The film's themes of stress, homosexuality and anti Vietnam war sentiment are evident throughout the movie. It is clear that Sonny never adjusted to civilian life after the war and the stress of civilian life as well as an unusual personal living situation is what drives him to the idea of robbing a bank in broad daylight with the unhinged Sal. The actual events of the film took place in 1972 during a high point for anti-war feeling, during a hot summer when tensions were running high. The film itself can be seen as anti-establishment. The homosexuality, counter culture, anti-war, anti-police ideas all go with the anti-establishment ideals. The film also takes place in during one of my favourite time periods of my favourite city. Give me a time machine and one of my first destinations would be to the trash filled, graffiti laden streets of mid 70s New York City. 

Director Sidney Lumet could create tension and a feeling of claustrophobia at the drop of a hat and his early film 12 Angry Men is one of the tensest and close films I’ve seen. He manages to repeat the effect here, although to a lesser extent, as the night draws in and the heat becomes unbearable. When outside the bank the film is often seen through the eyes of the media. We see television footage and shots from TV and police helicopters. The movie is an early example of media circus, something which continues to grow today through live police chases, 24 hour rolling news coverage and reality television.

One of the problems with watching a film over and over again is that you do begin enjoyed it less each time. I think I’ve probably reached saturation point with Dog Day Afternoon now and I didn’t enjoy it as much as on my first couple of viewings. Even so, it remains one of my favourite films and despite all his success, is one of Pacino’s finest. It’s tense, funny and interesting and provides insight into a fascinating afternoon during a captivating time period of a mesmerizing city.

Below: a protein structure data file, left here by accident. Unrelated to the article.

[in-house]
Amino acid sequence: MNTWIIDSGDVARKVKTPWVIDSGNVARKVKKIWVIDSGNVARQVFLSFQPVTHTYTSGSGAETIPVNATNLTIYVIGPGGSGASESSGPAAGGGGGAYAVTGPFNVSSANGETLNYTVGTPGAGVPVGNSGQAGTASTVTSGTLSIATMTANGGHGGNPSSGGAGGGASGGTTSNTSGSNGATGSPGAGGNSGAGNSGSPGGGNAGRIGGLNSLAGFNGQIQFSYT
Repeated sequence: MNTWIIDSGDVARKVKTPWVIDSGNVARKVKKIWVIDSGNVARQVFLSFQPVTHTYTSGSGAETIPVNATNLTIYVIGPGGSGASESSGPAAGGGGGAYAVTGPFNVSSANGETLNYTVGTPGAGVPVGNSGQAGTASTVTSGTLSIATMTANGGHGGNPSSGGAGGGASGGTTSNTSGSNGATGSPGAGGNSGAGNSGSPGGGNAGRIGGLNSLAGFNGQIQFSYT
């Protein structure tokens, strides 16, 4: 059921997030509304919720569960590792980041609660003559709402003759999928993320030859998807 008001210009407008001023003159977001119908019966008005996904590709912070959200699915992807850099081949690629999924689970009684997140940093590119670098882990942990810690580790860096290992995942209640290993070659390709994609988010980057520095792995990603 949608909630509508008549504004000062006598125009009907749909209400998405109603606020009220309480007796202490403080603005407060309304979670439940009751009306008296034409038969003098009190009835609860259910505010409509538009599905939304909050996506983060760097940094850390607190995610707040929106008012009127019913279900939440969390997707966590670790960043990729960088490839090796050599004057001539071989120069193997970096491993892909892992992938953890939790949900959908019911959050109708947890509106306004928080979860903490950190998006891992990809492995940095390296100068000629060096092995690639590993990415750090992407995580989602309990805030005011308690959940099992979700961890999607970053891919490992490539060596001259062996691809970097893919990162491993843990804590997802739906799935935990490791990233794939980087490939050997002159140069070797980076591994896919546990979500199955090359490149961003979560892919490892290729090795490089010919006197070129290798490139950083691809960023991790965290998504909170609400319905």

9/10
GFR 8/10

Titbits

  • The movie was nominated for six Oscars including Best Picture and won one (Original Screenplay).
  • The plot takes place during only twelve scenes. 
  • The outdoor scenes were actually filmed in cold weather. So their breath wouldn't be seen, they sucked on ice before each take.
  • Other than fake sweat there was no use of makeup in the film.
  • Like most of the lines, the Attica! sequence was improvised.       

3 comments:

  1. Good review. I also find this movie really funny. When Sal answers "Wyoming" I literally have to pause the movie to allow myself to laugh. It gets me every time. What a great film.

    ReplyDelete
    Replies
    1. It's a great moment. The look on Pacino's face is priceless. It's just another thing working against him.

      Delete
  2. Claim free bitcoins over at DailyFreeBits. 100 to 1,000 satoshis every 60 mins.

    ReplyDelete